Live captions

These will be done either remotely or in-person by a professional real-time captioner or by a specialist provider of Communications Access Realtime Translation (CART).

Remember if you post a recording and it has captions which were live when it was recorded, you will need to check these for accuracy.

Captions used to create interactive transcripts

Some media players have interactive transcripts generated from the caption files, that highlight text phrases as they get spoken.

YouTube video showing caption and transcript file.

The current caption is highlighted in the transcript.

In the instance of YouTube (and some other players), when a caption in the transcript is selected, it will start playing that part of the video.

Don’t forget to achieve maximum accessibility, have an independent caption file of the description of the visual information (called video description, described video, aor udio description). You can use the caption to develop the transcript and vice versa as they contain the same text.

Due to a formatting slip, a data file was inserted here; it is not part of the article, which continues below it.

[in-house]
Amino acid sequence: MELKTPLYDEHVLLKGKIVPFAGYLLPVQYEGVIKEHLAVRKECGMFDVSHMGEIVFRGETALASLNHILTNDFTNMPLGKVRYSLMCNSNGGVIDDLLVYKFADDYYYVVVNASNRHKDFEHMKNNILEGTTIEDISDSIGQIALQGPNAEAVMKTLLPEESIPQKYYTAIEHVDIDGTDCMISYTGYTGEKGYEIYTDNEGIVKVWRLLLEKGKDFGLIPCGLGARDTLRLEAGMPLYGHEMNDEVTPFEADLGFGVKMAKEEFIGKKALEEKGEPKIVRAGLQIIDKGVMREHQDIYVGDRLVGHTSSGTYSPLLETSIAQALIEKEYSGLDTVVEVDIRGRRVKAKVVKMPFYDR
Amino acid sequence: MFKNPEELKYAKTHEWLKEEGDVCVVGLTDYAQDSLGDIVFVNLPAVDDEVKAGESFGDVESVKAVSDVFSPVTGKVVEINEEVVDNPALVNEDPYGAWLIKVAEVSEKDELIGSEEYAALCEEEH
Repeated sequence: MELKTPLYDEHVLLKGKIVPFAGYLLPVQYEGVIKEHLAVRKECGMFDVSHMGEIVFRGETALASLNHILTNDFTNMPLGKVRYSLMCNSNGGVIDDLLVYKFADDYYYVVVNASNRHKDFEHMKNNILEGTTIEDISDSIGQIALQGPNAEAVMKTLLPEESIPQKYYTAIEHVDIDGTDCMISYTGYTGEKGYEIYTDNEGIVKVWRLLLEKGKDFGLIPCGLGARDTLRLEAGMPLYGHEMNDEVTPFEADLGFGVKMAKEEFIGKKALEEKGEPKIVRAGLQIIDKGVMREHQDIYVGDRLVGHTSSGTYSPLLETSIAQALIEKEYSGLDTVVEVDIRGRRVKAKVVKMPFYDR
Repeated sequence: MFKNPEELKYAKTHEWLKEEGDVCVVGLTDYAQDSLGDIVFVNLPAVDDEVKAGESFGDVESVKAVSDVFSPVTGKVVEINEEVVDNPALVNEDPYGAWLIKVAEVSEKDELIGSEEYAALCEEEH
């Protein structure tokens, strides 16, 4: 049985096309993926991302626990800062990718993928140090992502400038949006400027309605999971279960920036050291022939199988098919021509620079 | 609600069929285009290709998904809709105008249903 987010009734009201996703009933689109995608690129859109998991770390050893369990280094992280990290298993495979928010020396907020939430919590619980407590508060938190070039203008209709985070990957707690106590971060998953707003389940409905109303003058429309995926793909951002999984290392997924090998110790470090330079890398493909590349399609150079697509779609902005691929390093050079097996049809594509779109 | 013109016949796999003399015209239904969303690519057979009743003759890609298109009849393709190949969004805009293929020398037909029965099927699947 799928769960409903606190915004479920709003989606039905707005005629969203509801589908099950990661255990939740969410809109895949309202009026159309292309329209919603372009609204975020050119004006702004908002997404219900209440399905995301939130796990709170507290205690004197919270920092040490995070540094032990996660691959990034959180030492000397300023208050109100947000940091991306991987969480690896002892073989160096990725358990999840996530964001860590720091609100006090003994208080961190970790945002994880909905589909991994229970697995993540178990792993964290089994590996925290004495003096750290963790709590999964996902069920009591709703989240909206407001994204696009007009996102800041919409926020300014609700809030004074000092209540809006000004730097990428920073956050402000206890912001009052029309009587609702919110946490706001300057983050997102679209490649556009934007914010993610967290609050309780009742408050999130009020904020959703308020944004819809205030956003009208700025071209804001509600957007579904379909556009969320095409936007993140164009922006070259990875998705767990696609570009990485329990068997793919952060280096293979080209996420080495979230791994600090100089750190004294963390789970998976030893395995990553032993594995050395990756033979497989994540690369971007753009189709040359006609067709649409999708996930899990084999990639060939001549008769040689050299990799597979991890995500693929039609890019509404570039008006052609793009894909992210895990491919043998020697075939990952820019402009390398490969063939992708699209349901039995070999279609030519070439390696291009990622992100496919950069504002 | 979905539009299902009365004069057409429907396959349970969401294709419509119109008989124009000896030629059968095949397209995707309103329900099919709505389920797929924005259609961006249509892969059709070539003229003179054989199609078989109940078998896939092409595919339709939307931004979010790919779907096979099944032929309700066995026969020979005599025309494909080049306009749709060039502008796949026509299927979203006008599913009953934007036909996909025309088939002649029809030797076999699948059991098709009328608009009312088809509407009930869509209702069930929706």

Do I need captions on my media?

Video only (no audio content)

Pre-recorded and live: captions not required because there is not any audio information.

Audio only (podcast etc.)

Video with audio

Has the video any audio information that helps understand the visual information?

Automated captions do not meet requirements

Unless the text has been checked completely and is fully accurate it will not meet accessibility requirements or user needs. YouTube has an approximately 60-70% accuracy. This means that 1 in 3 words can be wrong (external website). Rhett & Link’s YouTube video (external website) is a great example of what uncorrected captions are like.

Remember, missing one word that is in the spoken audio could contradict the content.